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Transdermal vs. Oral Hormone Replacement Therapy

Am Fam Physician. 1999 Dec 1;60(9):2688.

Estrogen replacement therapy reduces bone loss, alleviates vasomotor symptoms and may decrease mortality from cardiovascular causes in postmenopausal women. However, cyclic hormone replacement therapy frequently induces a recurrence of uterine bleeding in women with an intact uterus. This withdrawal bleeding leads to a significant decrease in patient compliance. Continuous combined hormone replacement regimens have been developed that significantly reduce the incidence of bleeding, particularly with extended duration of therapy. The majority of these regimens are based on oral formulations, but recently transdermal continuous combined hormone replacement products have been developed. By avoiding the first-pass metabolism, this dosage route should eliminate the hepatic synthesis of several proteins and triglycerides. A study conducted by Mattsson and colleagues compared the efficacy of two dosages of a transdermal formulation with an available oral combination in terms of incidence of amenorrhea, frequency of climacteric symptoms, prevention of endometrial hyperplasia and subjective tolerability.

The study included 441 healthy post-menopausal women with an intact uterus who requested hormone replacement therapy for moderate vasomotor symptoms. The women were randomized into three treatment groups and were given (1) a 10-cm2 patch (daily delivery of 0.025 mg estradiol and 0.125 mg norethisterone acetate); (2) a 20-cm2 patch (daily delivery of 0.05 mg estradiol and 0.25 mg norethisterone acetate); or (3) a daily oral dose of 2 mg estradiol and 1 mg norethisterone acetate. All treatments were given for a total of 13 continuous cycles of four weeks' duration. Patches were applied twice weekly, and tablets were given daily. Women were assessed at baseline and at 12, 24, 36 and 52 weeks of treatment for climacteric symptoms, bleeding frequency and tolerability. The initial and final visits also included general physical and gynecologic examinations, cervical smears, transvaginal ultrasonography and mammography.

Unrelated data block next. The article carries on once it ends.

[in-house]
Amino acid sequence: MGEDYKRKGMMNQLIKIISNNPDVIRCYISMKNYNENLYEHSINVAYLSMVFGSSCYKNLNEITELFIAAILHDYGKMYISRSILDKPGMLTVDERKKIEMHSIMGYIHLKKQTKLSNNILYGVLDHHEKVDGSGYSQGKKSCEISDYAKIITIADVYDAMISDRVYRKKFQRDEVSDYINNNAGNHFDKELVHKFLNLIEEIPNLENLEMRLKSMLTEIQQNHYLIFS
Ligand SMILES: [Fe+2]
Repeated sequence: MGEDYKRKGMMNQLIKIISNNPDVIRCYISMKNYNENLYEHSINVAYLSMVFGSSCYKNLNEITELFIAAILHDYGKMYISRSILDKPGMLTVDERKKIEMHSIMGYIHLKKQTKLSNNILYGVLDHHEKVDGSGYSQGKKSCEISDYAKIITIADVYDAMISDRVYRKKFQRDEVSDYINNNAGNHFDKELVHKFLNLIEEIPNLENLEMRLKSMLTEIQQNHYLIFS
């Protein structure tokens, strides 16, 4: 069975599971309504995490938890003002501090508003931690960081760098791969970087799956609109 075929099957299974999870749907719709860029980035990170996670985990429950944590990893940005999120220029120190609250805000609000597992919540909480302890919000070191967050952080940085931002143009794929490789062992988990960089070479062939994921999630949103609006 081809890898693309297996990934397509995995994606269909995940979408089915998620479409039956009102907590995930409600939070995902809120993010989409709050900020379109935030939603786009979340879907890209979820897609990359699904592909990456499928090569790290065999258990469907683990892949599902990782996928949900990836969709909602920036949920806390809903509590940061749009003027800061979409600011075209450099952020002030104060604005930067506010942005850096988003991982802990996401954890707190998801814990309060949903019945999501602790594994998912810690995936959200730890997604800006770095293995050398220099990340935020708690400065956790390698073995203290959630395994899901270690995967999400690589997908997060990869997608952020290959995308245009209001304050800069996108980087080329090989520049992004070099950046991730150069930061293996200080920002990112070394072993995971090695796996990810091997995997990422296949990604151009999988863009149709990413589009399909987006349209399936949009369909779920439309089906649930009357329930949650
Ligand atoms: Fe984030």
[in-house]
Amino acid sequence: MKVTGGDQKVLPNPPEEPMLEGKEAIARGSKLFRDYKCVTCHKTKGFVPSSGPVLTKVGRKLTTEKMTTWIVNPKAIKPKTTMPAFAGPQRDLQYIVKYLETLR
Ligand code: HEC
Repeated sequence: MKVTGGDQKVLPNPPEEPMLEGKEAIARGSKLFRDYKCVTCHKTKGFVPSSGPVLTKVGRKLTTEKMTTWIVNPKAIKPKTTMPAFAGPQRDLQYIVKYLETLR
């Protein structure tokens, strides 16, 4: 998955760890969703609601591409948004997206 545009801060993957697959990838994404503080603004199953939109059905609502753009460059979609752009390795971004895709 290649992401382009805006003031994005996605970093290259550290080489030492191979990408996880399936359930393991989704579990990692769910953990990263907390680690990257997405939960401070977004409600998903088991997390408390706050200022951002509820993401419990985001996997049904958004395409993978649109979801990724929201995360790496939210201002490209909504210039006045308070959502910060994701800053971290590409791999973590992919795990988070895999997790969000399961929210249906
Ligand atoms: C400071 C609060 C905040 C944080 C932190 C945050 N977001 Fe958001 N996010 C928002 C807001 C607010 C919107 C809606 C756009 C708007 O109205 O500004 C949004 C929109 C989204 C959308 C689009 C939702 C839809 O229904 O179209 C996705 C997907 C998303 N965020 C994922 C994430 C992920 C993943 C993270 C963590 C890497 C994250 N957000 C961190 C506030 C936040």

Results indicate that the majority of women in all groups were amenorrheic after three treatment cycles, with the rate of amenorrhea increasing with duration of therapy. Amenorrhea was reported more frequently among women in the 10-cm2 patch group than in the other groups. The incidence of hot flushes, insomnia, and joint or limb pain were decreased equivalently in all three treatment groups. The frequency of endometrial hyperplasia after one year of treatment was less than 2 percent with all three regimens, a rate that is lower than the prevalence of hyperplasia in postmenopausal women without hormone replacement therapy. Of the 441 women participating in the study, 327 reported adverse experiences. The lowest frequency of adverse experiences was in the 10-cm2 patch group. The most frequent adverse experiences reported were mastalgia and bleeding. Applicationsite reactions to the patch were reported by 23 percent of women using the 10-cm2 patch and 34 percent of women using the 20-cm2 patch.

The authors concluded that transdermal application of a low dosage of combined estrogen-progestogen may be a good alternative in women requesting hormone replacement therapy, because all preparations studied alleviated climacteric symptoms and did not induce endometrial hyperplasia. Because the low-dose transdermal application had the lowest reported incidence of adverse effects, it seems that this dosage would be preferable for relief of symptoms. However, this study did not evaluate whether low-dose transdermal estrogen is effective in preventing the bone loss and cardiovascular disease associated with menopause; a long-term study will be necessary to obtain that information.

Mattsson LA, et al. Continuous, combined hormone replacement. Obstet Gynecol. July 1999;94:61–5.


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